THE number of police officers unable to carry out frontline duties has soared in the last six years, new figures have revealed.
There are now more than 1,400 serving officers on restrictive duties, compared to only 560 in 2006.
They include officers who are injured, sick, or pregnant and considered unable to carry out frontline work.
The Scottish Conservatives, who obtained the figures, said they blow a hole in the Scottish Government’s achieved aim of putting 1,000 more bobbies on the beat than the 2007 total.
Scottish Conservative MSP Annabel Goldie said: “We forced the SNP in 2008 to deliver 1,000 extra police officers – but what good is that when there has been such an increase in those placed on restricted duties?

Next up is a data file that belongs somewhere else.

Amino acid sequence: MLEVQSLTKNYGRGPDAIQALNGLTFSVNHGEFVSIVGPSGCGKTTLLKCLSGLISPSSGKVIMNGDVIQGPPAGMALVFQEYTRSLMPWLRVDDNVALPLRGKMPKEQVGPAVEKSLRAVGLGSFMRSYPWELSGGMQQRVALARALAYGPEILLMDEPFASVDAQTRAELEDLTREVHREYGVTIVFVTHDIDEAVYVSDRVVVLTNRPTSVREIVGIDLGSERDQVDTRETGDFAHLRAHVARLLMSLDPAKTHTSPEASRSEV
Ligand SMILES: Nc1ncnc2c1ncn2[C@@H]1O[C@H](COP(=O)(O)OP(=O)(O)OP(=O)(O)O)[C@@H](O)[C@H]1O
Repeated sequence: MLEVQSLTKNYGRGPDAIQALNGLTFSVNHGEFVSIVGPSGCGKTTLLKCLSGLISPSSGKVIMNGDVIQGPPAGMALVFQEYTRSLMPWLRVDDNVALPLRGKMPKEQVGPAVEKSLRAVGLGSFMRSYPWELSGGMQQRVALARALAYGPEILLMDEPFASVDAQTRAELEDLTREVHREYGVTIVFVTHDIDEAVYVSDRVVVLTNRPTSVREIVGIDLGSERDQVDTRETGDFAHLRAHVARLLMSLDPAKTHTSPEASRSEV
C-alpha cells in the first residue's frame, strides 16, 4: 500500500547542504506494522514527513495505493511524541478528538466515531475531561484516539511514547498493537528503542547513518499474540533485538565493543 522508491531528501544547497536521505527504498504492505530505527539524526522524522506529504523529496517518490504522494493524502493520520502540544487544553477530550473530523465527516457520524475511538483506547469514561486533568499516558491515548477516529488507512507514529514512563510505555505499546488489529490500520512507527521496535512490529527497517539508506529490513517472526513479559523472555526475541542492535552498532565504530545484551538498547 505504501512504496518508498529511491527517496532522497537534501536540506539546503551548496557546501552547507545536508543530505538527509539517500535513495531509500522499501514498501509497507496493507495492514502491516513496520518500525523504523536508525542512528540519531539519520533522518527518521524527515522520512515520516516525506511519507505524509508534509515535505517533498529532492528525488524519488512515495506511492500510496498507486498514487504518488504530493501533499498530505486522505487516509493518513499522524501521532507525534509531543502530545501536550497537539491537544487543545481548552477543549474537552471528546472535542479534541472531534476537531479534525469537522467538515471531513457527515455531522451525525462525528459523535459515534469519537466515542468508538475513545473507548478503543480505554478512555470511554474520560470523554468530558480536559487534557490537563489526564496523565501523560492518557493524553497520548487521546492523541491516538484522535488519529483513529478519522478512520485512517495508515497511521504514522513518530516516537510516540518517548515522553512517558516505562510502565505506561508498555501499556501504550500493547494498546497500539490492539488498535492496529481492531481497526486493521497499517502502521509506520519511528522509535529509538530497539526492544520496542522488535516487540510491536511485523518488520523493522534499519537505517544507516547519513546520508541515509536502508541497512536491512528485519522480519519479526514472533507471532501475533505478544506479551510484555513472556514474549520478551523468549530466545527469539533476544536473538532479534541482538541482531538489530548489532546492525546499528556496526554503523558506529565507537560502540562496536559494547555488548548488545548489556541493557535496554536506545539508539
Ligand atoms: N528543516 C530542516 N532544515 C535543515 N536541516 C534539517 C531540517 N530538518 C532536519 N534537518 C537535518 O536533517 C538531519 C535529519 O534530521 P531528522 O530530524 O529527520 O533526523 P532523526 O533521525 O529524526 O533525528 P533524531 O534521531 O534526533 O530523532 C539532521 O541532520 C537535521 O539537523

“This rise will have had a dramatic impact on Scotland, and the public will want to know why this trend has developed.
“The Scottish Government can’t simply promise to keep the 1,000 officers, only to oversee a doubling of those going from the frontline to behind a desk in six years.
“With the creation of a single force just around the corner, the SNP must do all it can to ensure we get this figure back down.”
However, the Scottish Government questioned the validity of the figures for officers unable to serve on the frontline.
“It is inaccurate to claim that there has been an eight per cent increase as the figures from 2006-07 do not include data from three police forces,” a spokesman said “Officers can be placed on restricted duty for a number of very good reasons.
“Any change in the number of officers on restricted duties is against a backdrop of police officers being significantly higher than before May 2007.
“There were 17,454 police officers in Scotland on 30 September 2012. Record numbers of police are helping to make Scotland’s communities safer – recorded crime is at a 37-year low.”